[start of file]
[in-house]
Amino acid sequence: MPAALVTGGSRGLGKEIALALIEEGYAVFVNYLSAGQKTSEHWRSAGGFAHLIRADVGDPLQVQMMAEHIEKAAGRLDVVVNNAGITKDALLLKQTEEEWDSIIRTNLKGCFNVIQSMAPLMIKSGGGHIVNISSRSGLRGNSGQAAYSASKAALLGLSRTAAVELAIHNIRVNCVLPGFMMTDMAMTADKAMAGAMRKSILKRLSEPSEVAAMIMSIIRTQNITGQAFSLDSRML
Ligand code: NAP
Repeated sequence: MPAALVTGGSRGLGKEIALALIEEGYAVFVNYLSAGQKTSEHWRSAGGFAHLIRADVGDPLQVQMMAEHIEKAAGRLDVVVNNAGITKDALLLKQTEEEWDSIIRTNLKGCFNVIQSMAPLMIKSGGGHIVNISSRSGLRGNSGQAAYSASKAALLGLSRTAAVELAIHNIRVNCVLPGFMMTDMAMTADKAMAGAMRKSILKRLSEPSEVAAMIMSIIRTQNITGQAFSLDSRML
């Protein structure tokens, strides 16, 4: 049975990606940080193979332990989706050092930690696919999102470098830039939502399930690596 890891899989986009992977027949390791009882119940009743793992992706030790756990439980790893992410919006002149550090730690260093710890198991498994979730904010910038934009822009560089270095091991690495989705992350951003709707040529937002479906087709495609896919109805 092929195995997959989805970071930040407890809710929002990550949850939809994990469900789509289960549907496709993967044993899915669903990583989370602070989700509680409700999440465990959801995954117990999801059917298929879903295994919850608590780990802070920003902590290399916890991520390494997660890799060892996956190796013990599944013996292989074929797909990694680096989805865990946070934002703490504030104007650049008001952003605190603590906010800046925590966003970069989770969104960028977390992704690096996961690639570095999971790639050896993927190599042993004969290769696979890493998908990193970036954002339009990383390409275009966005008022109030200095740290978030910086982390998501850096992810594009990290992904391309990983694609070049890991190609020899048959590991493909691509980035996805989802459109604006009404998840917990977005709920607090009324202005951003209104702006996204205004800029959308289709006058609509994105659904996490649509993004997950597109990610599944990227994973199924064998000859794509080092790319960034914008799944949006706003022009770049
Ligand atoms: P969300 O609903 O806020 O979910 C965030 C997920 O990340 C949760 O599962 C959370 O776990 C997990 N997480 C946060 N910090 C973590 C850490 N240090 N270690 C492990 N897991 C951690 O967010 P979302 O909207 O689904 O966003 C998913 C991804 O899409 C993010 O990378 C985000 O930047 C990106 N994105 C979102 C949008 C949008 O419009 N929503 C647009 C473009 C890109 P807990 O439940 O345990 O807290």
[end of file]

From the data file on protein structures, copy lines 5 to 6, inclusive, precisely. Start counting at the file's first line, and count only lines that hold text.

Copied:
């Protein structure tokens, strides 16, 4: 049975990606940080193979332990989706050092930690696919999102470098830039939502399930690596 890891899989986009992977027949390791009882119940009743793992992706030790756990439980790893992410919006002149550090730690260093710890198991498994979730904010910038934009822009560089270095091991690495989705992350951003709707040529937002479906087709495609896919109805 092929195995997959989805970071930040407890809710929002990550949850939809994990469900789509289960549907496709993967044993899915669903990583989370602070989700509680409700999440465990959801995954117990999801059917298929879903295994919850608590780990802070920003902590290399916890991520390494997660890799060892996956190796013990599944013996292989074929797909990694680096989805865990946070934002703490504030104007650049008001952003605190603590906010800046925590966003970069989770969104960028977390992704690096996961690639570095999971790639050896993927190599042993004969290769696979890493998908990193970036954002339009990383390409275009966005008022109030200095740290978030910086982390998501850096992810594009990290992904391309990983694609070049890991190609020899048959590991493909691509980035996805989802459109604006009404998840917990977005709920607090009324202005951003209104702006996204205004800029959308289709006058609509994105659904996490649509993004997950597109990610599944990227994973199924064998000859794509080092790319960034914008799944949006706003022009770049
Ligand atoms: P969300 O609903 O806020 O979910 C965030 C997920 O990340 C949760 O599962 C959370 O776990 C997990 N997480 C946060 N910090 C973590 C850490 N240090 N270690 C492990 N897991 C951690 O967010 P979302 O909207 O689904 O966003 C998913 C991804 O899409 C993010 O990378 C985000 O930047 C990106 N994105 C979102 C949008 C949008 O419009 N929503 C647009 C473009 C890109 P807990 O439940 O345990 O807290």